Origins Of Australia's Mountains Finally Explained

The Great Dividing Range dominates Australia's topography and, to some extent, its history. Now we have an explanation for its existence. Professor Dietmar Müller

Two processes, continental collision and volcanism, were responsible for most of the world's mountain ranges. Australia's Great Dividing Range, however, happened without either, puzzling geologists as to its source. Finally, they have an answer, one that may also explain highlands elsewhere.

Mountains are not really Australia's thing. The continent's highest peak, Mount Kosciuszko, is just 2,228 meters (7,310 feet) high, and can be walked up without climbing equipment. Nevertheless, the Great Dividing Range is impressive in extent, running 3,500 kilometers (2,175 miles) down the eastern coast. However, neither common mountain-building processes could have built it.

“Continental collision leaves tell-tale signs,” the University of Sydney's Professor Dietmar Müller told IFLScience. Normally you would see deformed crust, but there is no sign of this in eastern Australia. “Volcanism is far too scant. There are scattered extinct volcanoes, but not nearly enough to explain the uplift of the entire highlands.”

One clue lies in the area's strong gravitational field. Anyone walking up Mount Kosciuszko wouldn't notice it, but they need to work a fraction harder than someone climbing a similarly sized peak elsewhere.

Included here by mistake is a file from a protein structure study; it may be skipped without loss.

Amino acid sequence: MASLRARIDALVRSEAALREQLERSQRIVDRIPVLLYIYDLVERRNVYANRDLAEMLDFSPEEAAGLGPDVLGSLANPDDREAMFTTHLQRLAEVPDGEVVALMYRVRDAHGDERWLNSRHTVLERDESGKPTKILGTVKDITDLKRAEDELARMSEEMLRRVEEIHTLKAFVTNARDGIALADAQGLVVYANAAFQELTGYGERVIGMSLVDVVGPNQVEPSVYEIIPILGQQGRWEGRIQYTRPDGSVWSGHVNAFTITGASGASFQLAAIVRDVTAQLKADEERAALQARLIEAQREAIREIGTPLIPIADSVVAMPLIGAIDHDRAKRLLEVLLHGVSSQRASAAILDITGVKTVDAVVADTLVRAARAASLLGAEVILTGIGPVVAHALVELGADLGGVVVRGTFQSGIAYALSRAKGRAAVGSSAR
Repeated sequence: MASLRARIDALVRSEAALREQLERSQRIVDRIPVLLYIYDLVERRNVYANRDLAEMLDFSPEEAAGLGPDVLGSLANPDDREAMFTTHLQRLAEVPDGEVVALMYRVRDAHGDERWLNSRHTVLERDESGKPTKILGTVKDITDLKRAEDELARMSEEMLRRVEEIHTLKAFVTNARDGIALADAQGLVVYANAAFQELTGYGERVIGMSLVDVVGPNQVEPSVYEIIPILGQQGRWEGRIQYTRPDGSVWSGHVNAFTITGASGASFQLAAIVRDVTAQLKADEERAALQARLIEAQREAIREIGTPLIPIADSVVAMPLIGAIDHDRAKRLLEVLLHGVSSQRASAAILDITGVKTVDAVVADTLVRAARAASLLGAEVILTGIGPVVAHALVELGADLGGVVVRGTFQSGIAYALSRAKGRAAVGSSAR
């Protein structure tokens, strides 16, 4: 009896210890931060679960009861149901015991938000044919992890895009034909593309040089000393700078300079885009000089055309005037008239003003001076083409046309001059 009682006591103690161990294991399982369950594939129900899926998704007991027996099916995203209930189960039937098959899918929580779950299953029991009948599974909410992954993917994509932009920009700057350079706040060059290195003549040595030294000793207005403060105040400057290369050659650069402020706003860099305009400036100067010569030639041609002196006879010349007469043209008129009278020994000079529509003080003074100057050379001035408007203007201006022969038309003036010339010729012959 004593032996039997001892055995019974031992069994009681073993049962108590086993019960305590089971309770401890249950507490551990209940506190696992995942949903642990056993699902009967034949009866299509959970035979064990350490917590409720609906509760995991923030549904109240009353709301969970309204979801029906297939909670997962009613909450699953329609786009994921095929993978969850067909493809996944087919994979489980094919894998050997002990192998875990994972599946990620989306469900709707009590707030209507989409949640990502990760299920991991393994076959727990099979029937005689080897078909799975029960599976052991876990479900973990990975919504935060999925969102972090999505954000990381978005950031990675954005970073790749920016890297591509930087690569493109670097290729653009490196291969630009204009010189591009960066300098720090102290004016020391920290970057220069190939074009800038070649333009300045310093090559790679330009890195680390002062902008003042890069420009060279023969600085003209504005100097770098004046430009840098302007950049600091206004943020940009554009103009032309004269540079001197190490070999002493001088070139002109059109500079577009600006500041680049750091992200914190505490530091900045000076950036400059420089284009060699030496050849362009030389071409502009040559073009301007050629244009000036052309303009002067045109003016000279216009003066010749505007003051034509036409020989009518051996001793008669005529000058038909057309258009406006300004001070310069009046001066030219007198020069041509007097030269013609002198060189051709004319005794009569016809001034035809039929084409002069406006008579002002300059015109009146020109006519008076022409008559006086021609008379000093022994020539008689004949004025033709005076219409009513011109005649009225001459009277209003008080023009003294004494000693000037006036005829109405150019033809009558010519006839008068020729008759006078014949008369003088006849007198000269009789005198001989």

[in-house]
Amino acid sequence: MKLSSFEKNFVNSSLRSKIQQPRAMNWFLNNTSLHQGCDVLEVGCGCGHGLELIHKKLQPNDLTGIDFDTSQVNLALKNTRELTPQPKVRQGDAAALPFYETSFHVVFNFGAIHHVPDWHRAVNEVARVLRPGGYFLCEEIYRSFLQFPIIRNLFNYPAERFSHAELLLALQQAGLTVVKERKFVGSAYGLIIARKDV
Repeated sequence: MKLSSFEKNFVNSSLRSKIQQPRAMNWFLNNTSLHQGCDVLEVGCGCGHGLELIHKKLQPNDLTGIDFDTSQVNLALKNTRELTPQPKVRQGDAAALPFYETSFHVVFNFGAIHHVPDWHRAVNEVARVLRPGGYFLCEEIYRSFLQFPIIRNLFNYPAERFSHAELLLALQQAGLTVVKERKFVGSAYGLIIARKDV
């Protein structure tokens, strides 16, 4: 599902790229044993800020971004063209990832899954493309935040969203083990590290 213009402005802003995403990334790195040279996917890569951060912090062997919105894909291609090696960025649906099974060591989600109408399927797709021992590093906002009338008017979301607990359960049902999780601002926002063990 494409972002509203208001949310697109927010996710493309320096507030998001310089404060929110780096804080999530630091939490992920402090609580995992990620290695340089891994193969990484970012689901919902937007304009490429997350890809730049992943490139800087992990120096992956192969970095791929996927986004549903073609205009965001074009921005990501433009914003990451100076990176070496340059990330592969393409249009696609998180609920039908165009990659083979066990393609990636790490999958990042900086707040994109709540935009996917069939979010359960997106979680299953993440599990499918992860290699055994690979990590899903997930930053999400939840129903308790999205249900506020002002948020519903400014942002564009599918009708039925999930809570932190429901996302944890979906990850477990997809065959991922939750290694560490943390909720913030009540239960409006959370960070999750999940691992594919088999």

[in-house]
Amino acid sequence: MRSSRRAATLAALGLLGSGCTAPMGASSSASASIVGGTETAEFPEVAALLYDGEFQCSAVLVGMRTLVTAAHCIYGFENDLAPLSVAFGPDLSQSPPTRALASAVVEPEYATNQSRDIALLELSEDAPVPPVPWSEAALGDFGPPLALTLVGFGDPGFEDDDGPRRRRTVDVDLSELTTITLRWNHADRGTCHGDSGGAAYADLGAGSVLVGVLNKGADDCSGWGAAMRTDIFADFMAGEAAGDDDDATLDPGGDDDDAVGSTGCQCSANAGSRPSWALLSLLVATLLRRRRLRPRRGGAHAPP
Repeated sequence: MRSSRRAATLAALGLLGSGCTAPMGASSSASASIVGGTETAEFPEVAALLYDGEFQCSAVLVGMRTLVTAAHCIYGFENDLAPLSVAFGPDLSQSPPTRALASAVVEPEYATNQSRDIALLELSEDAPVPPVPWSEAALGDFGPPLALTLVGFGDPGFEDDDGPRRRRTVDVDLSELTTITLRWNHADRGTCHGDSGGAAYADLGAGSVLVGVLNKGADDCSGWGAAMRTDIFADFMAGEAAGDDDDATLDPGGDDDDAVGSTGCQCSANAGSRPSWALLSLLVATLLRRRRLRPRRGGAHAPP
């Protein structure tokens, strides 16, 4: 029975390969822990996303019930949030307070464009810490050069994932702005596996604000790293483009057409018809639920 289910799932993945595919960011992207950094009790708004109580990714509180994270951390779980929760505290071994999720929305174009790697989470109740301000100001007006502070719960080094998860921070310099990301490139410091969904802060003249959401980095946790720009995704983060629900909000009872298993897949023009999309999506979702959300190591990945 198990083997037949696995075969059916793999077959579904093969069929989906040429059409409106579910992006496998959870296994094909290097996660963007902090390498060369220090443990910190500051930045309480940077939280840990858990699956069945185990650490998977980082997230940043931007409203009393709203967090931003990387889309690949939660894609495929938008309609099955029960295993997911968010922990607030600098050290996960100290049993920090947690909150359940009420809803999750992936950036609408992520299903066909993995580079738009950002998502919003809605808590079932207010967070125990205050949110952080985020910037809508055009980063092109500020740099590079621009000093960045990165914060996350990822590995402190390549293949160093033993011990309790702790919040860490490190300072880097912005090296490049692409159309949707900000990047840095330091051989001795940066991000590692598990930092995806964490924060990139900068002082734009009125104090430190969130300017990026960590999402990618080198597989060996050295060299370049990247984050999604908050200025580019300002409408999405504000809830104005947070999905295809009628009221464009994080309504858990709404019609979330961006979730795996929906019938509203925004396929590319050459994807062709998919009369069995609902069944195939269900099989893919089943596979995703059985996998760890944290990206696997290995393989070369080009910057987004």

“If you lift up the crust, the dense mantle comes closer to the surface, and the excess density results in a strengthened gravitational field,” Müller said. The effect increases the strength of gravity by a few thousandths of a percent, but that was enough to alert Müller's team.

On any other continent, a mountain not much more than two kilometers (1.2 miles) high wouldn't deserve a monument, but this is as high as Australia gets. Peter Zaharov

In Earth and Planetary Science Letters, Müller explained that the mountains are the product of two successive rounds of uplift. From 120 to 80 million years ago, East Gondwana began to break up and its continental slab sank. "Eastern Australia was drifting over a subducted plate graveyard, giving it a sinking feeling," co-author Dr. Kara Matthews of Oxford University said in a statement. "But around 100 million years ago subduction came to a halt, resulting in the entire region being uplifted, forming the Eastern Highlands."

Müller explained that sinking as a result of subduction is followed by a rebound. However, this effect only raised the area by 400-600 meters (1,300-1,900 feet). The northern highlands continued to rise, albeit slowly, while the southern end didn't change much, aside from some erosion.

"Then, about 50 million years ago Australia's separation from Antarctica accelerated and it started moving north-northeast, gradually taking it closer to a vast mantle upwelling called the South Pacific Superswell," said co-author Dr. Nicolas Flament. "This provided a second upward push to the Eastern Highlands as they gradually rode over the edge of the superswell."

The team's modeling has been confirmed by a study of river systems in the Snowy Mountains at the southern end of the Great Dividing Range, which show signs of having cut through the mountains in a two-stage process. Erosion records from offshore basins also support the theory.

The paper refers to highlands in Brazil and southern and eastern Africa as possibly having been lifted up by similar processes.

Comments

If you liked this story, you'll love these

This website uses cookies

This website uses cookies to improve user experience. By continuing to use our website you consent to all cookies in accordance with our cookie policy.